Efficacy of Imiquimod for the Expression of Bcl-2, Ki67, p53 and Basal Cell Carcinoma Apoptosis

D. Vidal; X. Matías-Guiu; A. Alomar


The British Journal of Dermatology. 2004;151(3) 

In This Article

Summary and Introduction

Background: Imiquimod is a modifier of the immune response that has been proven to be an effective treatment for basal cell carcinoma (BCC). However, its mechanism of action is still unknown.
Objectives: To determine whether imiquimod modifies the expression of proteins such as Bcl-2, Ki67, p53 and the BCC apoptotic index.
Patients and Methods: Thirty caucasian patients with primary BCCs larger than 8 mm in diameter were included in a double-blind randomized clinical and immunohistochemical study which was designed in a reference university hospital. The 30 BCCs were randomized in two treatment arms between September 2001 and February 2002. Twenty-four BCCs were treated with imiquimod 5% cream and six BCCs with Aldara® (3M Pharmaceuticals) excipient. Histological samples were obtained before treatment and on days 8 and 15 during the course of treatment. The BCC expression of Bcl-2, Ki67 and p53 was determined in paraffin samples and the apoptotic index of the BCC was studied using the TUNEL technique (terminal deoxynucleotidyl transferase-mediated deoxyuridine triphosphate biotin nick end labelling) in frozen samples. All variables were evaluated quantitatively in fields with a magnification × 400.
Results: The BCCs treated with imiquimod showed a decrease in the expression of Bcl-2 (88·7% before treatment, 61·4% day 15, P = 0·01) and an increase in the apoptotic index (0·53% before treatment, 1·66% day 15, P = 0·002), which were not observed in the BCCs treated with the excipient. Ki67 and p53 did not show significant changes in any group.
Conclusions: Imiquimod reduces the expression of Bcl-2 in the BCC cells and increases the BCC apoptotic index.

Basal cell carcinoma (BCC) is the most frequent malignant tumour in the white human population worldwide. Its incidence is increasing worldwide due to ageing of the population and chronic sun exposure. BCC treatment is based on surgery. However, topical immunotherapy with imiquimod 5% cream is an emergent therapeutic option that enables the outpatient treatment of BCC. Imiquimod is a synthetic molecule of 240·3 Da [C14 H16 N4, 1-(2-methylpropyl)-1H-imidazo[4,5-c]quinolin-4-amine]. In vitro and in vivo studies have proven that imiquimod is a cytokine inductor and a modifier of the innate immune response, as well as acquired antiviral and antitumour immune response. Imiquimod efficacy proved to be effective in superficial and nodular BCCs in five randomized trials with placebo.[1,2,3,4,5] The mechanism of action of imiquimod in the treatment of BCC is still unknown. However, some clinical studies[6] have proven that imiquimod leads to an acute immune response modifying the peritumoral inflammatory infiltrate and increasing CD4+ T lymphocytes. The main cytokine induced by imiquimod is interferon-alfa (IFN-α). Therefore, some hypotheses on the mechanism of action of imiquimod in BCC are based on this cytokine. Intralesional IFN-α proved to be effective in BCC[7] and its mechanism of action is based on causing an antitumour inflammatory infiltrate, intensifying the expression of the tumour antigens, inhibiting cell proliferation and increasing apoptosis of BCC cells.[8,9]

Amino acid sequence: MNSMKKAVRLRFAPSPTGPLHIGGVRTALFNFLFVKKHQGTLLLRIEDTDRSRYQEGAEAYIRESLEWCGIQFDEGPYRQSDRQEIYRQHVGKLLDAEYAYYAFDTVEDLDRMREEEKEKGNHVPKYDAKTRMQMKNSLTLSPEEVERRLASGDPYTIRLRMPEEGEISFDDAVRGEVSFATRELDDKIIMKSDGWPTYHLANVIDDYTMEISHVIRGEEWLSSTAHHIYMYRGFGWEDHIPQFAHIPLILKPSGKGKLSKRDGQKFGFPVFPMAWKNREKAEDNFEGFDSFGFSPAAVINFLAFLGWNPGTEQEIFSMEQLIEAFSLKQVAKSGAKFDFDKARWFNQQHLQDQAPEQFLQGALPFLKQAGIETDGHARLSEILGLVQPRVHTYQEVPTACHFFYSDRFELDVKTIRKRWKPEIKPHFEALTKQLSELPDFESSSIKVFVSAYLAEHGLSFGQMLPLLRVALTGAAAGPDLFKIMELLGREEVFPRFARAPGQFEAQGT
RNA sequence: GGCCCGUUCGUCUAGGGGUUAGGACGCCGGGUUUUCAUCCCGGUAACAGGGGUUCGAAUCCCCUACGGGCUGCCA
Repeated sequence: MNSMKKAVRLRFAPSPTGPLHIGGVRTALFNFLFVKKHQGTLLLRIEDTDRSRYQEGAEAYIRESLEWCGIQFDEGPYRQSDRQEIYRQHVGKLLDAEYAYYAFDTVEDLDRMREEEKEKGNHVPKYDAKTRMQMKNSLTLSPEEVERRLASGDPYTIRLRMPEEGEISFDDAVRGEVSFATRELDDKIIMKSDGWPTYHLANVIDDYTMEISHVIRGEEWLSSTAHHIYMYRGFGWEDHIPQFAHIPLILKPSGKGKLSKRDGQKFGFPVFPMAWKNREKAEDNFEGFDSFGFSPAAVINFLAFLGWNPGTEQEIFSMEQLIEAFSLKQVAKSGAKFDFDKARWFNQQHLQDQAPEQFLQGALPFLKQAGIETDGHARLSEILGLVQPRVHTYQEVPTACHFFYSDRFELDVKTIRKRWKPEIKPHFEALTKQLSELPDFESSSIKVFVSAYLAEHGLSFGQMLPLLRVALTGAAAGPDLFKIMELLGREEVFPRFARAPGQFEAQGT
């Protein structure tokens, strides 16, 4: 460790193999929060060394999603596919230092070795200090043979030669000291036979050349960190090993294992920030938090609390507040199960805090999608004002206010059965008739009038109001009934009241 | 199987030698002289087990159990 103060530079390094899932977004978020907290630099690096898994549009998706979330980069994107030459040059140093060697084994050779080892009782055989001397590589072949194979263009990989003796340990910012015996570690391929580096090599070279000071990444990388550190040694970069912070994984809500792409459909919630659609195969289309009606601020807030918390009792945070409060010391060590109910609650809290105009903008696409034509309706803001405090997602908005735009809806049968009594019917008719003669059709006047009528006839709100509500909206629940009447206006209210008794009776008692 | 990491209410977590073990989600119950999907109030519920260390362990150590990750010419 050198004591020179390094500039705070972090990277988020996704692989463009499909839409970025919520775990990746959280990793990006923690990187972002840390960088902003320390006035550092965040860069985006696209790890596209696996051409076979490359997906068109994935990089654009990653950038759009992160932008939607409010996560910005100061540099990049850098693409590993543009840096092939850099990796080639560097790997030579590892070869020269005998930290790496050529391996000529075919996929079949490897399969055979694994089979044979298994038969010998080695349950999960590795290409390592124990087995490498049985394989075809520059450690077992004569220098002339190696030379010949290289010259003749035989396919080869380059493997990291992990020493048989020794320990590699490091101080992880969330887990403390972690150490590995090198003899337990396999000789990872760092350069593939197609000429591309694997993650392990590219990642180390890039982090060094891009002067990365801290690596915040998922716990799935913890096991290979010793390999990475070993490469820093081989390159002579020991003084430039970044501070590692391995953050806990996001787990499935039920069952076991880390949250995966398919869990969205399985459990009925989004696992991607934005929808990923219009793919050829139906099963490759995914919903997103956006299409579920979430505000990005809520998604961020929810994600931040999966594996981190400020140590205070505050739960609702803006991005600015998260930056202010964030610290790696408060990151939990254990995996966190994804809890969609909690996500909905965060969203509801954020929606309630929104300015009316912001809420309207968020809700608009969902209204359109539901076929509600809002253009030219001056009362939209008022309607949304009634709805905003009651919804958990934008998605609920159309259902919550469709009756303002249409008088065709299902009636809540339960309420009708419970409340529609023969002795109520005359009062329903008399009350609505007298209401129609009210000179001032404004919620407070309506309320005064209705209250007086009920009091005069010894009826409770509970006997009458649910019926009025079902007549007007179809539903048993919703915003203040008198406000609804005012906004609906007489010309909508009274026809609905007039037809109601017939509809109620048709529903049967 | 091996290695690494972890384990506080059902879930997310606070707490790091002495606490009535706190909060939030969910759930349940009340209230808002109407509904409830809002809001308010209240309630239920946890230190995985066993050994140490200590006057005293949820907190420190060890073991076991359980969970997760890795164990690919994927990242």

Apoptosis, which is programmed cell death or cellular suicide, is a physiological process by which nonviable cells are eliminated. Apoptosis acts as a basic cellular process in the regulation of the cell population, both in the morphogenesis and homeostasis of tissues. Apoptosis is a strictly regulated process and many genes and proteins participate in its control. At the same time, most of the genes involved in the control of apoptosis participate in the mechanisms regulating the cellular cycle. The alteration of these genes may lead to carcinogenesis.[10,11] The TUNEL technique[12] (terminal deoxynucleotidyl transferase-mediated deoxyuridine triphosphate biotin nick end labelling) is a complex immunohistochemical technique,[13] but positive cells in the TUNEL technique are considered to be apoptotic cells. The apoptotic index for BCC is higher than for normal skin, and this fact may explain the slow progression of BCC.[14] Aggressive BCC presents higher proliferation and apoptotic indices than nonaggressive BCC.[15]

Bcl-2 is a proto-oncogene that encodes the largest known antiapoptotic protein. Bcl-2 regulates apoptosis through the formation of homodimer and heterodimer proteins with the other proteins belonging to the Bcl-2 group, especially the proapoptotic protein Bax.[16] A nonaggressive BCC expresses more Bcl-2 than an aggressive BCC.[17] BCC expresses very little Bax,[18] so that the Bcl-2 apoptotic effect is predominant and tumour progression is promoted. Ki67 is a nonhistone protein that is detected in the nucleus in the phases G1, S, G2 and M of the cell cycle, but not in phase G0.[19] The number of cells with Ki67 is used to mark cell proliferation. Ki67 expression is higher in aggressive and recurring BCC.[20] p53 is a tumour suppressor gene, which is known as the guardian of the genome. This is because of its ability to regulate the cell cycle in stressful situations and to keep genome integrity.[21] When there is any alteration to the p53 genome, p53 activates the p21 pathway. The latter inhibits CDK2 and stops the cell cycle in phase G1, enabling the actuation of the DNA repair mechanisms before phase S. On the other hand, when the DNA mutations are irreversible, p53 activates the Bax pathway, which leads to the apoptosis.

The objectives of this study were to determine whether imiquimod reduces the antiapoptotic protein Bcl-2 or tumour cell proliferation (Ki67 expression), and also whether it modifies protein p53 expression and increases the BCC apoptotic index.


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